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The electronic form of this document may be cited in the following style:
Human Genome Program, U.S. Department of Energy, DOE Human Genome Program Contractor-Grantee Workshop IV, 1994.
Abstracts scanned from text submitted for November 1994 DOE Human Genome Program Contractor-Grantee Workshop. Inaccuracies have not been corrected.
The role of recombination and RAD52 in mutation of chromosomal size DNA transformed into yeast
Vladimir Larionov, Joan Graves, Natalya Kouprina, and Michael Resnick.
Laboratory of Molecular Genetics, National Institute of Environmental Health Sciences, Box 12233 Research Triangle Park, NC 27709. Corresponding author.
While transformation is a prominent tool for genetic analysis and genome manipulation in many organisms, transforming DNA has often been found to be unstable relative to established molecules. We determined the potential for transformation-associated mutations in a 360 kb yeast chromosome III composed primarily of unique DNA. Wild type and rad52 S. cerevisiae strains were transformed with either a homologous chromosome III or a diverged chromosome III from S. carlsbergensis. The host strain chromosome III had a conditional centromere allowing it to be lost on galactose medium so that recessive mutations in the transformed chromosome could be identified. Following transformation of a RAD+ strain with the homologous chromosome, there were frequent changes in the incoming chromosome including small and large mutations. Based on results with the diverged chromosome, interchromosomal recombinational interactions were the source of many of the changes. Even though rad52 exhibits elevated mitotic mutation rates, the percentage of transformed diverged chromosomes incapable of substituting for the resident chromosome was not increased in rad52 compared to wild-type strain, indicating that the mutator phenotype does not extend to transforming chromosomal DNA. Based on these results and our previous observation that the incidence of large mutations is reduced during the cloning of mammalian DNA into a rad52 as compared to a RAD+ strain , a rad52 host is well-suited for cloning DNA segments in which gene function must be maintained.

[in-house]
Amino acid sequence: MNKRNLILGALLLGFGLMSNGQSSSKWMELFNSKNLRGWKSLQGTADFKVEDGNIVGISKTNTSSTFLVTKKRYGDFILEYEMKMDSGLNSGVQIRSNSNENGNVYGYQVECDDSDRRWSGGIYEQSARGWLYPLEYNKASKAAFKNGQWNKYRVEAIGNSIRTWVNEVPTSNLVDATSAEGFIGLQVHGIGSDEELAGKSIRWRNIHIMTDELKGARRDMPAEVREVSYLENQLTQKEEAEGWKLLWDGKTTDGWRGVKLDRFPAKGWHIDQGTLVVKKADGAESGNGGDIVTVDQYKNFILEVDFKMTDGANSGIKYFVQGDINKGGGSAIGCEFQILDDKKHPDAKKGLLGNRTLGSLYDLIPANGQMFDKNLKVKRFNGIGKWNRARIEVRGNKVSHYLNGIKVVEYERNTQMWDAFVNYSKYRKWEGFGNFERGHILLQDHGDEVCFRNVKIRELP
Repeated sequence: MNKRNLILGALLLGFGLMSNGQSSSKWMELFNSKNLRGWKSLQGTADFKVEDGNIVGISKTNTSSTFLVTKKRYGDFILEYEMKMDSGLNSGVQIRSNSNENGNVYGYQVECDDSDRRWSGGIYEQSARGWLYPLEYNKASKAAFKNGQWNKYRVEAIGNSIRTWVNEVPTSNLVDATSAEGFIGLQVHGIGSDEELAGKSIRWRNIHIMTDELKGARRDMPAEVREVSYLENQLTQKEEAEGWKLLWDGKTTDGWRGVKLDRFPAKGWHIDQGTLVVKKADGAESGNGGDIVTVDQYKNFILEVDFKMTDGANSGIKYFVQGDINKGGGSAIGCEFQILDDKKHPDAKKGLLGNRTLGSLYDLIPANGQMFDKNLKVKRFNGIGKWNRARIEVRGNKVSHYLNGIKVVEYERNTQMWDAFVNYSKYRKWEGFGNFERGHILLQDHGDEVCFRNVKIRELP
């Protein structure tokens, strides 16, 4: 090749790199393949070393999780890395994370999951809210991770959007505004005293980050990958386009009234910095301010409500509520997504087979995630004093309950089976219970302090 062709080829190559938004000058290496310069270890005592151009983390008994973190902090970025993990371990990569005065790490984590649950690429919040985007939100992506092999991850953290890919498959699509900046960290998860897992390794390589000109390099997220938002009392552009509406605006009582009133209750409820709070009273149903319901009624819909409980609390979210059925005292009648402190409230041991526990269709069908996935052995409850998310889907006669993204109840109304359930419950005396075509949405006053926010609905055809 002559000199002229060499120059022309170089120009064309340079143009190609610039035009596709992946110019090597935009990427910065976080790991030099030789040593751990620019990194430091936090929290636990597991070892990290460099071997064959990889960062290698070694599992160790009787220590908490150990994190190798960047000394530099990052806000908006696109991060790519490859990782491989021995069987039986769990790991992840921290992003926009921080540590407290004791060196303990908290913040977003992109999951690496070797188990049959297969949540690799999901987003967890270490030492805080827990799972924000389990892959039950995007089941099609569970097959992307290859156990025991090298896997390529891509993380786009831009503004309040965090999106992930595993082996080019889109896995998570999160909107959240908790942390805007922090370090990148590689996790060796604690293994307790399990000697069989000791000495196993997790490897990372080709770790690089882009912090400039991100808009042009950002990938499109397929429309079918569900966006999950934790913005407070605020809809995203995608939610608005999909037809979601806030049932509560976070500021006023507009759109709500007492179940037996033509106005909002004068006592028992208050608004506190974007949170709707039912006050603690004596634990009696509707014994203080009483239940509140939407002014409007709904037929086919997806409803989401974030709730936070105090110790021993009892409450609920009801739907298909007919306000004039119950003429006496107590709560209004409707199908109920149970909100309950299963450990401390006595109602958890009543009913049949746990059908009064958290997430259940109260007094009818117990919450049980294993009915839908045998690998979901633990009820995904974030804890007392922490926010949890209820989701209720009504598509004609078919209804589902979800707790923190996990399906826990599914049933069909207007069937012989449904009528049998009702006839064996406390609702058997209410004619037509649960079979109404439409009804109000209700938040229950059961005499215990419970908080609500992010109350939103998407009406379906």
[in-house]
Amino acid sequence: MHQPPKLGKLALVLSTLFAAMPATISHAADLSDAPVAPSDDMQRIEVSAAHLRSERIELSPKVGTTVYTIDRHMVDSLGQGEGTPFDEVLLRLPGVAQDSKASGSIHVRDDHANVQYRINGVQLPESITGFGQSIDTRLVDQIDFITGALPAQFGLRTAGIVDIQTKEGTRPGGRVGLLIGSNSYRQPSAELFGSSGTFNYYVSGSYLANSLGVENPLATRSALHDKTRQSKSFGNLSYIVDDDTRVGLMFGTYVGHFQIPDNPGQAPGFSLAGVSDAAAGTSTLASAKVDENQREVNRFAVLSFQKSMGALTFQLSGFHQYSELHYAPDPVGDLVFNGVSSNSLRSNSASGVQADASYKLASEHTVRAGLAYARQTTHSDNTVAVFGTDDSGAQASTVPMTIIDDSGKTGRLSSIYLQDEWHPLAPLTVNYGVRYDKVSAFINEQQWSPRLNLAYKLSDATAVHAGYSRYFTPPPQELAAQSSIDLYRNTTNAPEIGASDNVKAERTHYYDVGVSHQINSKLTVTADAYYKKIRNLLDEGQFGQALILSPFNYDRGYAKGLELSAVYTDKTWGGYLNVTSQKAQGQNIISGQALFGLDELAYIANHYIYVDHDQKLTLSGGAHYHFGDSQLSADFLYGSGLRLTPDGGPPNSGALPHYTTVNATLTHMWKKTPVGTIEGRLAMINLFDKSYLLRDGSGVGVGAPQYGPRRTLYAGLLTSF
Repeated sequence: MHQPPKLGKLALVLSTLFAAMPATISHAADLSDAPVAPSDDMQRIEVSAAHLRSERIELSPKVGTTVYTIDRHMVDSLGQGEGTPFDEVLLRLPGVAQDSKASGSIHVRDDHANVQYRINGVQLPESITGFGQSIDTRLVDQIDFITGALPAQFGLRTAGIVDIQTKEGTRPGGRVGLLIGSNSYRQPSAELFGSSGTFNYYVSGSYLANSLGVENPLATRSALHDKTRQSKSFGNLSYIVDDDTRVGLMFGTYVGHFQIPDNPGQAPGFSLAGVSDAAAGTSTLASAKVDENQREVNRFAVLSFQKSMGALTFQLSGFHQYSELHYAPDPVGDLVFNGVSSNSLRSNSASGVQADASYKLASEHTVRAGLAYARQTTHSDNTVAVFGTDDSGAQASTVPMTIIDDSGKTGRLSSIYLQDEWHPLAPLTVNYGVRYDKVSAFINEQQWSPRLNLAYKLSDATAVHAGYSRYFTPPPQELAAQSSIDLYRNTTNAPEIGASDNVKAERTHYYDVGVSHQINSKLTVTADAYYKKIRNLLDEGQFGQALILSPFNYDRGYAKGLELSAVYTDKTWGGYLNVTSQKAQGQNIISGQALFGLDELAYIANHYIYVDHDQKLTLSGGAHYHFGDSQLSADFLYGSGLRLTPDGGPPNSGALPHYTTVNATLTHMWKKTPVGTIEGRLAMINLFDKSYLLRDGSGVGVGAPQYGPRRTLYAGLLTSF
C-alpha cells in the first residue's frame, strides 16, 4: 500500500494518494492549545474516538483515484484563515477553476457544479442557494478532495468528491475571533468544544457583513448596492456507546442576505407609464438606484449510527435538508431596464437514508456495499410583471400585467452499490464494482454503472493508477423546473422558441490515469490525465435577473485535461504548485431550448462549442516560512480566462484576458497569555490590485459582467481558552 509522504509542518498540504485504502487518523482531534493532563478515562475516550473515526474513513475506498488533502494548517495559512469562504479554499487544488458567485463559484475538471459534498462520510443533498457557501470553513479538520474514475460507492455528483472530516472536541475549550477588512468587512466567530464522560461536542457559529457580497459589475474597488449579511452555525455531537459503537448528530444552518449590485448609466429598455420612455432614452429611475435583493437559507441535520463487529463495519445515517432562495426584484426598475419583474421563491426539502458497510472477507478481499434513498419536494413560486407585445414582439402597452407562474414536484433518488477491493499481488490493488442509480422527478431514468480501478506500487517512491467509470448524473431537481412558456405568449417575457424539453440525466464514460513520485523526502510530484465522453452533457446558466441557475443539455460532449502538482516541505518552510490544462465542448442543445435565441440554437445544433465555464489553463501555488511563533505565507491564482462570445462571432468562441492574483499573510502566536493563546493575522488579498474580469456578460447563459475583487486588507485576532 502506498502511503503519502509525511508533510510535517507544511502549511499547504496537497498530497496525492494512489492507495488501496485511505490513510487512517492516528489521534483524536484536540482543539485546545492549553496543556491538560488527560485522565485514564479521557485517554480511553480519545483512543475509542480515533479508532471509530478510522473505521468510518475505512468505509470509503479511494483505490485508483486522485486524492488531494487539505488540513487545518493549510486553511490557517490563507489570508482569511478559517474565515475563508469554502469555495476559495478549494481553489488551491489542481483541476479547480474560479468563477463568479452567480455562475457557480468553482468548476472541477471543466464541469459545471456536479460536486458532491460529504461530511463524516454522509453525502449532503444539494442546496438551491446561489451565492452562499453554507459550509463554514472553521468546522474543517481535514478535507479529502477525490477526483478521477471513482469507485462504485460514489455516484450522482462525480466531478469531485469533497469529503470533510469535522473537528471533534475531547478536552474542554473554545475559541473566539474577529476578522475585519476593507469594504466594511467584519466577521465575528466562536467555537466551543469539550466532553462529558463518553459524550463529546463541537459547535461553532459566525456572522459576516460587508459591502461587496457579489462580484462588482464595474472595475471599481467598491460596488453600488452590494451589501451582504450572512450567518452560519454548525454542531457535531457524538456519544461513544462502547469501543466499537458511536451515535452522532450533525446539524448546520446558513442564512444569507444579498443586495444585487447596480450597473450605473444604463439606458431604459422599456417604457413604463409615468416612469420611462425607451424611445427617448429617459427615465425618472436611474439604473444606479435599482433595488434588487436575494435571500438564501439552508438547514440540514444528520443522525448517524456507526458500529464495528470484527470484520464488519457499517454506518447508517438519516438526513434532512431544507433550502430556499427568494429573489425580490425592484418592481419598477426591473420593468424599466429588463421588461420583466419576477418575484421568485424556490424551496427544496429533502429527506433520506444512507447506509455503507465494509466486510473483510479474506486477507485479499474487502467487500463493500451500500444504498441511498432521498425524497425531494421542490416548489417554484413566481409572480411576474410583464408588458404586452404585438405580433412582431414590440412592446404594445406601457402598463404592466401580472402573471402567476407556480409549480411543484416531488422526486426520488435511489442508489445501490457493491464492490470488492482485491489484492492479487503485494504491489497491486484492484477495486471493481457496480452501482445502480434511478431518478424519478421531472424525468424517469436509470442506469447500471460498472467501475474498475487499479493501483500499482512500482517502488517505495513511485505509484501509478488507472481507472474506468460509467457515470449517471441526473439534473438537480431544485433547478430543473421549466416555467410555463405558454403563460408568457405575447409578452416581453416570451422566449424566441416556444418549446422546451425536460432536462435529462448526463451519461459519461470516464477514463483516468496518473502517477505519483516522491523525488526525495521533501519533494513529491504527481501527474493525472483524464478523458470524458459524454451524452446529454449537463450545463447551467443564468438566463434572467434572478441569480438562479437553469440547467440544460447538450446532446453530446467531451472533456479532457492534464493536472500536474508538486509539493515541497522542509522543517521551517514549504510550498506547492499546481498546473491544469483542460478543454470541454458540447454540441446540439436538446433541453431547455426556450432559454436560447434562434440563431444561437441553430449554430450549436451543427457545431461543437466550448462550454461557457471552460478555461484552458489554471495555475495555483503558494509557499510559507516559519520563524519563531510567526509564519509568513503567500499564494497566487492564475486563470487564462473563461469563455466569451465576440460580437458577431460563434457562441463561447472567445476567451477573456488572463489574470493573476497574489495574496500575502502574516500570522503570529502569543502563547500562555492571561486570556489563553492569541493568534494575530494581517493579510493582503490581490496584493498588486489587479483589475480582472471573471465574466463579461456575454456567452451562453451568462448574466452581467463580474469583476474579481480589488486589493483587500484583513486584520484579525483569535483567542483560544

Support was provided in part by the Department of Energy through an interagency agreement with NIEHS and grant (1-YO2-HG-60021-01) from the NIH Human Genome Center to M.A.R.
. Kouprina, N., Eldarov, M., Resnick, M., Moyzis B., Larionov, V. A model system to assess the integrity of mammalian YACs during transformation and propagation in yeast. (1994) Genomics, 21, 7-17